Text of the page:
ELEVENTH, this project has largely gone under the radar, (intentionally?)
- How many downtown businesses know they plan to run 24 diesel trains per day through downtown? How will that effect traffic downtown? How will that affect your business?
- There are hotels and motels along the rail line. How will 24 diesel trains per day affect those businesses?
- How many people who live near the tracks know they plan to run 24 diesel trains per day near your homes? How will that affect your quality of life? How will that affect your property values?
- The Redlands Chamber of Commerce is strangely silent on this project that will greatly and adversely affect many of its members. I am not aware that the Redlands Chamber of Commerce has done anything to inform its members about this project.
TWELFTH, an integral part of the rail project is “transit oriented development.” That means dense high-rise “stack and pack” housing near the planned train stations at Esri, downtown and at U of R?
- Is that appropriate for the historic downtown area and the residential areas near U of R?
- Is that kind of development consistent with the unique character of Redlands?
- The article mentions the planned “high density housing” aka “stack and pack.” At the Redlands Republican Women’s meeting on February 20, Council Member Barich explained the city plans to replace the Redlands Mall with 2 stories of commercial and 3 or 4 stories of high density “stack and pack” housing.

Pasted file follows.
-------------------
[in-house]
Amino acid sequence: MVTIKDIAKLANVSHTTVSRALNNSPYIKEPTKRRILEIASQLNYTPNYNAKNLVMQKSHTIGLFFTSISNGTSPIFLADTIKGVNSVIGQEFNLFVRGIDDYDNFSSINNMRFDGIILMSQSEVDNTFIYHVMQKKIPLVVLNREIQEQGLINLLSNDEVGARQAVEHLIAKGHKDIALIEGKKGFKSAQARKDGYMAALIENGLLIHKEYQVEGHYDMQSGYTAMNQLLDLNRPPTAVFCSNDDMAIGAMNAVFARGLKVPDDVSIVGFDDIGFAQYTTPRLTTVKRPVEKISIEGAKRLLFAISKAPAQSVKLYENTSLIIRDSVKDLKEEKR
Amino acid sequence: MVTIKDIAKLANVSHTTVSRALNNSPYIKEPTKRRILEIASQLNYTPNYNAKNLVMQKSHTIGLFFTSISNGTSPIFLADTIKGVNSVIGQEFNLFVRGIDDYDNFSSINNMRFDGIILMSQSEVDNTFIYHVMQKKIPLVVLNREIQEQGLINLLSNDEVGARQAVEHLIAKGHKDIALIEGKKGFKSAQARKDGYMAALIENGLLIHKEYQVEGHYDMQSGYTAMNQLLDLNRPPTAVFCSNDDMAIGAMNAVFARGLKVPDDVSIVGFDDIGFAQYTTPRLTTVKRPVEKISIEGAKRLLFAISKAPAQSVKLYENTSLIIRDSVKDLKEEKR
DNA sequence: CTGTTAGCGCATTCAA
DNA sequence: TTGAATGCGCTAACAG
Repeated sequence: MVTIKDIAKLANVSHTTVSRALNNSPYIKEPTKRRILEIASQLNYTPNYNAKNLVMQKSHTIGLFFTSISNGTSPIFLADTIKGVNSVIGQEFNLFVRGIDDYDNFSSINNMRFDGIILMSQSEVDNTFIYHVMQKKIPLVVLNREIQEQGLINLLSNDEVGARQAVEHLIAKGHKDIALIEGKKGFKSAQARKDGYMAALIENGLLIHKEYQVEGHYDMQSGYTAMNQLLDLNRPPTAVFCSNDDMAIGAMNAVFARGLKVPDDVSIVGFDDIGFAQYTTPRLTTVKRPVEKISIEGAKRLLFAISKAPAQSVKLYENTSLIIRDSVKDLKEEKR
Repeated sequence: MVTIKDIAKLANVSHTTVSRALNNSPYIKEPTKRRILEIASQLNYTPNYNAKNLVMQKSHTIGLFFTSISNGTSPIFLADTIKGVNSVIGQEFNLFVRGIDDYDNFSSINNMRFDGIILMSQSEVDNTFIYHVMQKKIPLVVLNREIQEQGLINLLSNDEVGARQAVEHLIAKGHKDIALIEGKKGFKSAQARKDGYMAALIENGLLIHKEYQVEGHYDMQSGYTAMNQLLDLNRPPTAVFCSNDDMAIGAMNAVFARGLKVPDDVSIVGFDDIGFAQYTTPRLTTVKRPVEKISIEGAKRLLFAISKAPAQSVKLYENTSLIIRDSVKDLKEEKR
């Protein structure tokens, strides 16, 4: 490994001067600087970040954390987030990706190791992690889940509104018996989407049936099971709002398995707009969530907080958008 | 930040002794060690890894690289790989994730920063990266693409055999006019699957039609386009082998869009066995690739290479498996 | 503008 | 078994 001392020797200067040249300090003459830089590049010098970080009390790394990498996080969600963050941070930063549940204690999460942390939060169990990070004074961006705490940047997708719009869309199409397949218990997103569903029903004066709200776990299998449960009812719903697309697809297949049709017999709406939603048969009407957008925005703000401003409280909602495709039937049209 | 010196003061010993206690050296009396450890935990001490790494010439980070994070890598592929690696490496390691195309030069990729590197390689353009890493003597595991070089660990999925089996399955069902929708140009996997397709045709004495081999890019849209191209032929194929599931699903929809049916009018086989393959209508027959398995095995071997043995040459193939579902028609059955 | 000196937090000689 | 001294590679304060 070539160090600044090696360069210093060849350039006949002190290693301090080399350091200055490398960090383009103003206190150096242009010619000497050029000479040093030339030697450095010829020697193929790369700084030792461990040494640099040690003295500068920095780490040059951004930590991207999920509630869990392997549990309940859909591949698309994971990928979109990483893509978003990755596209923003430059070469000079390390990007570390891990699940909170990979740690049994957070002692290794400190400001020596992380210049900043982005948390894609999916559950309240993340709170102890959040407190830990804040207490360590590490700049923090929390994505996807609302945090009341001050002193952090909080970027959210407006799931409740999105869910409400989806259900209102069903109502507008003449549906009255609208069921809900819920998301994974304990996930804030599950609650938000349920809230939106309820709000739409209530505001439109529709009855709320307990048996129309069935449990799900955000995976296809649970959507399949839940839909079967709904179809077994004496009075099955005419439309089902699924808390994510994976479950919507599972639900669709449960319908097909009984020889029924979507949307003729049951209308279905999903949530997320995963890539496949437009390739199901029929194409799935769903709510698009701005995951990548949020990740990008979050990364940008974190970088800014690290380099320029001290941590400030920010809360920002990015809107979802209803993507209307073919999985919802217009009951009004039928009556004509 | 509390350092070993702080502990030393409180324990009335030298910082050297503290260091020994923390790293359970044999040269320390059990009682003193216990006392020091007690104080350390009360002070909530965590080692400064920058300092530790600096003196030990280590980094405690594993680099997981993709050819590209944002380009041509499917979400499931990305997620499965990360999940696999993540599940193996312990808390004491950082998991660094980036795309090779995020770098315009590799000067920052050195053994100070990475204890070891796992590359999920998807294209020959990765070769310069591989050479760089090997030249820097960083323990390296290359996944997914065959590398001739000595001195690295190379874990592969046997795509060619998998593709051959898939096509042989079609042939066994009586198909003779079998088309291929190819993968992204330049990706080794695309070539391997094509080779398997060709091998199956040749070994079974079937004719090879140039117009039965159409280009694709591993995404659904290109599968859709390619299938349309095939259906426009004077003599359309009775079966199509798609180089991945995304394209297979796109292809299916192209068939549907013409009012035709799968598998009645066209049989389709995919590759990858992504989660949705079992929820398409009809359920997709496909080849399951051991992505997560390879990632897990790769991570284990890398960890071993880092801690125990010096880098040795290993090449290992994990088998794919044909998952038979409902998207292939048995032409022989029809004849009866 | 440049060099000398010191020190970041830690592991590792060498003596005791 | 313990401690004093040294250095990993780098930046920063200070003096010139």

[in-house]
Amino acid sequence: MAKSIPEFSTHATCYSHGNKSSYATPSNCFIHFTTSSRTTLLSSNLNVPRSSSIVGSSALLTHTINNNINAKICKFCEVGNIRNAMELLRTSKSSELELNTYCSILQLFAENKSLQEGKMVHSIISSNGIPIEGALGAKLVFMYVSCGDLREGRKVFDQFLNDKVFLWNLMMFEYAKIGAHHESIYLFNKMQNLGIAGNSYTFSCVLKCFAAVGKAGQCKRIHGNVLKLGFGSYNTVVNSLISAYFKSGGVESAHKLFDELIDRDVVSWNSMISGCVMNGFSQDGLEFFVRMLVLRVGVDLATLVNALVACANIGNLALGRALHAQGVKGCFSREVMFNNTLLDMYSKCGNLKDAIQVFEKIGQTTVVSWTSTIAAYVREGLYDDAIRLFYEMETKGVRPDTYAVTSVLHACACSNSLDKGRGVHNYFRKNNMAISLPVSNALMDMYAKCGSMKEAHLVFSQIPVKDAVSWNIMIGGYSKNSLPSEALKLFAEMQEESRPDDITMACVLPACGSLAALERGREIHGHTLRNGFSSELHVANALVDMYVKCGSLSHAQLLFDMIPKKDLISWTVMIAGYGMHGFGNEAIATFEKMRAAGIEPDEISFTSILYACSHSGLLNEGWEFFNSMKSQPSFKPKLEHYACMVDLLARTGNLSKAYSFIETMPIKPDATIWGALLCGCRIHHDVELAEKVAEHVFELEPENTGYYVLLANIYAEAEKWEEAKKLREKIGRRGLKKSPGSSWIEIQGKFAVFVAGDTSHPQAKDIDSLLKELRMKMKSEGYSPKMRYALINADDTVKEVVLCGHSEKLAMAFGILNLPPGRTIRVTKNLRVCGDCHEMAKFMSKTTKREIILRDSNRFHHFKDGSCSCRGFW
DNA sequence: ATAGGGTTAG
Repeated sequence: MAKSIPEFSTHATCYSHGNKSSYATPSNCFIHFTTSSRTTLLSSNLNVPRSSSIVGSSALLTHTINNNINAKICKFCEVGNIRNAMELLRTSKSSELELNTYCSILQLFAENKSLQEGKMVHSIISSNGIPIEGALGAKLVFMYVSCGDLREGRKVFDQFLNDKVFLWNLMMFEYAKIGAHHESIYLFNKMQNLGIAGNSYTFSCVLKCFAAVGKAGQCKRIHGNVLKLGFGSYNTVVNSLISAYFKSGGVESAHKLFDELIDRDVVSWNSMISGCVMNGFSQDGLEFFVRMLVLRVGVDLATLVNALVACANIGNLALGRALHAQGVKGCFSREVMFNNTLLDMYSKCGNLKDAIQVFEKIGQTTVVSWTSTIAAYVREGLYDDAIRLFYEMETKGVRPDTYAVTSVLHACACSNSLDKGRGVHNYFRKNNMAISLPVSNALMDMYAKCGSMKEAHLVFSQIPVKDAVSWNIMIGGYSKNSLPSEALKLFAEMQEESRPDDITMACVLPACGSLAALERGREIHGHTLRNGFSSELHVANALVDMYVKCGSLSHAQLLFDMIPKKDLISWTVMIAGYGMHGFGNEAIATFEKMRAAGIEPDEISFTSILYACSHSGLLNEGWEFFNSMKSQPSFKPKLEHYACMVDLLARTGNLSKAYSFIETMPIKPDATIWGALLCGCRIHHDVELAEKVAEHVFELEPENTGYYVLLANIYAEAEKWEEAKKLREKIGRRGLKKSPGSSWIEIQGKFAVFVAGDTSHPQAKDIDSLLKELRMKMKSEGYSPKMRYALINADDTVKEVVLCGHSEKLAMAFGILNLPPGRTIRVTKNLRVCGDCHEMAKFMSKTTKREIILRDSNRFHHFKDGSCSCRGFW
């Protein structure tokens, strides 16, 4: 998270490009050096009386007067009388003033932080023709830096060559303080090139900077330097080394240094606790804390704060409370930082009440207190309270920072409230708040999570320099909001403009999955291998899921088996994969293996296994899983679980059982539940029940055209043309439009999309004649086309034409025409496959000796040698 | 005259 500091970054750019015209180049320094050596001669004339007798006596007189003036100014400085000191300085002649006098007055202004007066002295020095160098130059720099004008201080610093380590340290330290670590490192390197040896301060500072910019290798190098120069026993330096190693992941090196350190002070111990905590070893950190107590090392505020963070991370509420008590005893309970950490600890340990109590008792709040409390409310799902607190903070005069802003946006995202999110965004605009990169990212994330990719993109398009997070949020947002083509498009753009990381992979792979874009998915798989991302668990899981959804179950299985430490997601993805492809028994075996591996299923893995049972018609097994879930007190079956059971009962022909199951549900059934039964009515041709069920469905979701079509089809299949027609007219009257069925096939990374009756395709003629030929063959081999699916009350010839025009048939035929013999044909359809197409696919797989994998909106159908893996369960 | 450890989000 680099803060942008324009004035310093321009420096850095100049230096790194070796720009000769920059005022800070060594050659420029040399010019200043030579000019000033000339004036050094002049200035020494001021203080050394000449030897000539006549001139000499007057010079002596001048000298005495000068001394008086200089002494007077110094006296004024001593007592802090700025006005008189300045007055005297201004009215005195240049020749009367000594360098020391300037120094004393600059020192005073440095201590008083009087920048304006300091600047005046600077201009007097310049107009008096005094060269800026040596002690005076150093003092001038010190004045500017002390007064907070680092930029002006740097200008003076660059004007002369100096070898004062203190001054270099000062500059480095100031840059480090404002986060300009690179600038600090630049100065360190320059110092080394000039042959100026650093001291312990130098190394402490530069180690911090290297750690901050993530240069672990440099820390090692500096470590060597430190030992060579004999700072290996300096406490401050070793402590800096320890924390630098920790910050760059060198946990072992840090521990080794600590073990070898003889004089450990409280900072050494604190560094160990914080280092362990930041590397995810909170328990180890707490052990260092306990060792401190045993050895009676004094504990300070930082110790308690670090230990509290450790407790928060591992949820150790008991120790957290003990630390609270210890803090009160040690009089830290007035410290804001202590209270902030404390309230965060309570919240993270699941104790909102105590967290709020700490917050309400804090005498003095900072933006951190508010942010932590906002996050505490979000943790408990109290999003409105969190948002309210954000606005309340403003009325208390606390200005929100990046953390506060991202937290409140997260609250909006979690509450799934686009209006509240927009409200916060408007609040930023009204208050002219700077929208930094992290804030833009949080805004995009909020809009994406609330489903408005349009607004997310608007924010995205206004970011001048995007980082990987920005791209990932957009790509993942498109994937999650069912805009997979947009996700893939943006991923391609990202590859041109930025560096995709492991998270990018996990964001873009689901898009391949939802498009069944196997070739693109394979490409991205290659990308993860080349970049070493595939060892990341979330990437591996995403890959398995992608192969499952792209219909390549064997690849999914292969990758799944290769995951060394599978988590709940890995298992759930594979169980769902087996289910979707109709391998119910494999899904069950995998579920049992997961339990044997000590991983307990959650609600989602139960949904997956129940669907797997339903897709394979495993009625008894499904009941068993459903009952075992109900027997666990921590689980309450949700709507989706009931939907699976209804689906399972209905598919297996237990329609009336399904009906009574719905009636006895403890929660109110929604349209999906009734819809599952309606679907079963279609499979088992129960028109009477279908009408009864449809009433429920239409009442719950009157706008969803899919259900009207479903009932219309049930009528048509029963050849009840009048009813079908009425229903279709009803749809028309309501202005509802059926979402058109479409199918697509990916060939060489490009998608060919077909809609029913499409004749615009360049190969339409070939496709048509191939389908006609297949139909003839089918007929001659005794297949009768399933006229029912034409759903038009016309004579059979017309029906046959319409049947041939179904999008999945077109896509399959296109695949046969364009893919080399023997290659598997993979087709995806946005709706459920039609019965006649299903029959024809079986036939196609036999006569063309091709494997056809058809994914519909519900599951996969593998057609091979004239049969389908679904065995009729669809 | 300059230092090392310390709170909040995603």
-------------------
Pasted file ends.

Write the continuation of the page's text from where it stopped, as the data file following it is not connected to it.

- Please understand the City wants to replace the existing mall with a huge 5 or 6 structure in the historic downtown.
- The plan calls for a huge concrete parking garage downtown so large that it will block the view of the Kirkorian theater from the freeway. To his credit, Mayor Foster opposes this monstrosity.
THIRTEENTH, if SANBAG really wants to increase public transit ridership, the above articles regarding LA show how. When LA reduced bus fares in 1983-1985, ridership increased 40% only to fall off after the special subsidy program ended. Ironically, LA wanted to spend the money on rail projects. However, each new bus rider cost $1.00. For LA’s Gold line, each rider will cost $30.00.
- Buses are flexible (they can change routes), cost less, make less noise, obstruct traffic little if at all, are clean (running on natural gas), and you could start new bus service much more quickly.
- Assuming SANBAG thinks there is a market for express service from San Bernardino to Esri to downtown Redlands to U of R, why not set up an express bus service with those stops? That could be done quickly; it would cost much less than the “crazy train” and avoid the many serious problems with the rail project.
- Building the train when there is a less expensive alternative that will avoid the many problems with train, now that is really “crazy.”